Most curing polymers are two-component systems. In the case of liquid silicone rubbers, component A contains a platinum catalyst and component B contains methylhydrogensiloxane for cross-linking, as well as an alcohol inhibitor.

The steps followed while conducting the experiment are listed below:

  • The A and B components of the liquid silicone rubbers were stored in a two component cartridge.
  • Cartridges were placed at room temperature with room humidity of 35% in a dark cabinet for storage.
  • The two components were mixed in a 1:1 ratio using a static mixer with 13 mixing elements.
  • Five types of LSR, between Shore 20 and 60, and one type of HCR were studied via thermal analysis to ascertain the progression of the vulcanization processes.
  • The specific properties being studied were heat of reaction, peak temperature, and extent of reaction.
  • Differential scanning calorimeter equipment manufactured by Netzsch (Phox DSC 200 PC) was used to determine the heat of reaction for the samples.
  • Sealed aluminum pans were used to analyze all reactions. The mass of the samples ranged from 10 mg to 30 mg. A sealed empty pan was used as a reference.
  • The total heat of reaction was measured by a dynamic scan from 20°C to 150°C using heating rates of 1.0, 2.5, 5.0, and 10.0 K/min. Multiple scanning rates were used to obtain the impact of time and temperature on the vulcanization reaction.
  • Repeatability of vulcanization was obtained for each liquid silicone rubber and heating rate.
  • Solid silicone rubbers present lower levels of repeatability than liquid silicone rubber, because the material is pre-vulcanized up to a certain degree before storage. During storage, the rubber continues to cross-link at various proportions, leading to a slab with variable degrees of conversion.
  • This inconsistency in the HSR material makes it very challenging to take small samples of equal amount of initial cure for testing and processing. During processing this leads to parts that reach final cure at different times, introducing uncertainty when predicting the process time using predictive kinetic models such as the Kamal-Sourour model.
  • The data of heating rate and the temperature at which the maximum rate of reaction occurs was plotted, and fitted to a linear model.
  • The activation energy of each silicone rubber was calculated with the data from the four dynamic scanning rates experiments. The slope of the line corresponding to the negative ratio of the activation energy and the universal gas constant as can be seen for the LSR Shore 50 in shown in Figure 1.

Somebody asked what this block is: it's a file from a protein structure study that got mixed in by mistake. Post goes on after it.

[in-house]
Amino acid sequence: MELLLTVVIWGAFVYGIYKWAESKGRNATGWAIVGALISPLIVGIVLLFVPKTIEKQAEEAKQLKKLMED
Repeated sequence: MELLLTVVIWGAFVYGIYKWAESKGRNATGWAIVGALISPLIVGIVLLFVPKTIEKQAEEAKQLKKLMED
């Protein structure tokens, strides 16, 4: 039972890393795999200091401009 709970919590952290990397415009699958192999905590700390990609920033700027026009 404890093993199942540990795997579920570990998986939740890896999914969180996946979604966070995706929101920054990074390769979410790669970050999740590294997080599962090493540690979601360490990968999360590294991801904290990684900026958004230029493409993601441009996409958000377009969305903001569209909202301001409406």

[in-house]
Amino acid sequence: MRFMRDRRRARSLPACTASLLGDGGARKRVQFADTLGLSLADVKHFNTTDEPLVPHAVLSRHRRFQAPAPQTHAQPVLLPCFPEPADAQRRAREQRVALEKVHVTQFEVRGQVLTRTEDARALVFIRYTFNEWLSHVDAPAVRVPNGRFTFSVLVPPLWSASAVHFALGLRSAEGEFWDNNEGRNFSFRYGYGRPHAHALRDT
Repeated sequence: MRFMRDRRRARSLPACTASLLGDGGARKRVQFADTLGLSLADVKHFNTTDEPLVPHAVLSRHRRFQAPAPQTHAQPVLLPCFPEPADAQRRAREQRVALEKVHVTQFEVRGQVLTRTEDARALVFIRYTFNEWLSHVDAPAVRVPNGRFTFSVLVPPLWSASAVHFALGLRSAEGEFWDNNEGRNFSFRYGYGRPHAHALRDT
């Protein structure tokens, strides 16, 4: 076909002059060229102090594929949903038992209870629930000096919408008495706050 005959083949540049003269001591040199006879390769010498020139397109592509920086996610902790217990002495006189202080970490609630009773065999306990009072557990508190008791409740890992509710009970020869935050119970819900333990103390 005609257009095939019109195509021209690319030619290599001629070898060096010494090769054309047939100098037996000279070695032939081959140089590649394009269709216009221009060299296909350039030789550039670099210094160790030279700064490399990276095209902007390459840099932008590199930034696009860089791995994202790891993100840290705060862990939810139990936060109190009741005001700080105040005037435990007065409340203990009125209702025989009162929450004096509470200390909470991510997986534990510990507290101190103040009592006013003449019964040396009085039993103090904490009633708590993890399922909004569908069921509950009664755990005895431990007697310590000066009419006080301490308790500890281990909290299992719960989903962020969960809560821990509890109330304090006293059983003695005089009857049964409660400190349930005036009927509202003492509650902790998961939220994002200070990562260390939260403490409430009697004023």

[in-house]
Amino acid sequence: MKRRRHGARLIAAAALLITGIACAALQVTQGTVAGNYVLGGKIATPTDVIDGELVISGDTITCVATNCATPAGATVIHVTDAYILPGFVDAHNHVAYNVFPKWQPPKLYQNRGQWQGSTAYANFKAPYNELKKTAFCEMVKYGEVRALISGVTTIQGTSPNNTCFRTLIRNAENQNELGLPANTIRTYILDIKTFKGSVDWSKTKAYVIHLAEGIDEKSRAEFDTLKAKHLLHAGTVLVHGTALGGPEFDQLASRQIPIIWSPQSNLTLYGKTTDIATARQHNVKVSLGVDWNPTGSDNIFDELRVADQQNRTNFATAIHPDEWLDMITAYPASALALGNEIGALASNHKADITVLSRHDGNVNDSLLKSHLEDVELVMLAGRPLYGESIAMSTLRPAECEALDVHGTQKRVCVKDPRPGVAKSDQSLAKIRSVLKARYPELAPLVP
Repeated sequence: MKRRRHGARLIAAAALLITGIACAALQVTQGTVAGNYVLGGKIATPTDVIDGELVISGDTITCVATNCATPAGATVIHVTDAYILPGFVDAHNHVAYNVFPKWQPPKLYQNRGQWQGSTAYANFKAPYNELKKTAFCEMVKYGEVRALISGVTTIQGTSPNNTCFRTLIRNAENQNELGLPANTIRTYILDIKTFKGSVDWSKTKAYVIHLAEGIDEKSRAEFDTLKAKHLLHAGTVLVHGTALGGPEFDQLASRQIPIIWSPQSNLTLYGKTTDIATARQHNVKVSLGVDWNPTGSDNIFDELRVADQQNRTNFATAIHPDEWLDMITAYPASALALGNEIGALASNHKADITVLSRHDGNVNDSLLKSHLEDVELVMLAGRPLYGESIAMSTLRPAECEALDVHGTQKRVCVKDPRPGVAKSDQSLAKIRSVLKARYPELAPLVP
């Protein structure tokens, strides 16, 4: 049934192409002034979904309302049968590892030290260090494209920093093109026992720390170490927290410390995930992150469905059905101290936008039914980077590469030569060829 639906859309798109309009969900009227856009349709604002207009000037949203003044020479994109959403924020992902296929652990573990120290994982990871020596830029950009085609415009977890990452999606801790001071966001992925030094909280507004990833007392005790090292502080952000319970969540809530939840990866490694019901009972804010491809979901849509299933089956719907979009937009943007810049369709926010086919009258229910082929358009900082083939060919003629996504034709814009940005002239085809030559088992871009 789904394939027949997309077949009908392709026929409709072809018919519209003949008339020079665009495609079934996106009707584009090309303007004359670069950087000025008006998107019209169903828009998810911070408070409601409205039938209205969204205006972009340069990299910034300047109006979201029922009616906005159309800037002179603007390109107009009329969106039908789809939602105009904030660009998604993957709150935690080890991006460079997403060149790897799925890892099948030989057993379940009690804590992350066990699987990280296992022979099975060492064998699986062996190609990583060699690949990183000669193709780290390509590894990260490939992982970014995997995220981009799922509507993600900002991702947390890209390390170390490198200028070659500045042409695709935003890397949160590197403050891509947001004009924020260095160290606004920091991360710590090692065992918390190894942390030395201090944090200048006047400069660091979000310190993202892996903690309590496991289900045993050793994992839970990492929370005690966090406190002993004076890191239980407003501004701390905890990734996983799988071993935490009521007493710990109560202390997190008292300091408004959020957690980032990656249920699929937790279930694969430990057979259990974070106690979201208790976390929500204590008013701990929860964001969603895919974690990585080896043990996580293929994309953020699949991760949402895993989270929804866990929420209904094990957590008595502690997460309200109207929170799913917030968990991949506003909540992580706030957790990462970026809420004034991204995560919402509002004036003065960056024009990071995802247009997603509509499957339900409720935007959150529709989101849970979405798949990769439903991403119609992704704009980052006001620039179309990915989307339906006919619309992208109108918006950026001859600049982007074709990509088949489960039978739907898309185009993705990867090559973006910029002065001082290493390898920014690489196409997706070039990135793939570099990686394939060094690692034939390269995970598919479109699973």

Figure 1. Kissinger model for an LSR Shore 50.

The data obtained from the dynamic DSC scans was used to ascertain the kinetic constants for the Kamal-Sourour kinetic model. This process was performed by fitting the instantaneous vulcanization rate and the percentage of vulcanization at each specific temperature into a model that describes the reaction. The method uses one or more dynamic DSC scans to determine a set of kinetic parameters that model the vulcanization process for all heating rates tested. A graph of the experimental data and fitted Kamal-Sourour model for the Shore 50 liquid silicone rubber is shown in Figure 2. The fitted models are in good agreement with the DSC data.

Figure 2. Fitted model and experimental data for an LSR Shore 50.

The results of HCR and one type of LSR were also compared. Different material samples were taken from one HCR batch and tested. Due to the variation in the initial degree of cure between the samples, only one was chosen to fit the model. Figure 3 shows the fitted data and compares it to a HCR for similar applications. As can be seen, HCR vulcanizes at higher temperatures than LSR leading to larger cycle times and energy costs. In addition, the vulcanization rate of LSR is higher than that of HCR. A higher reaction rate will significantly reduce the cycle time.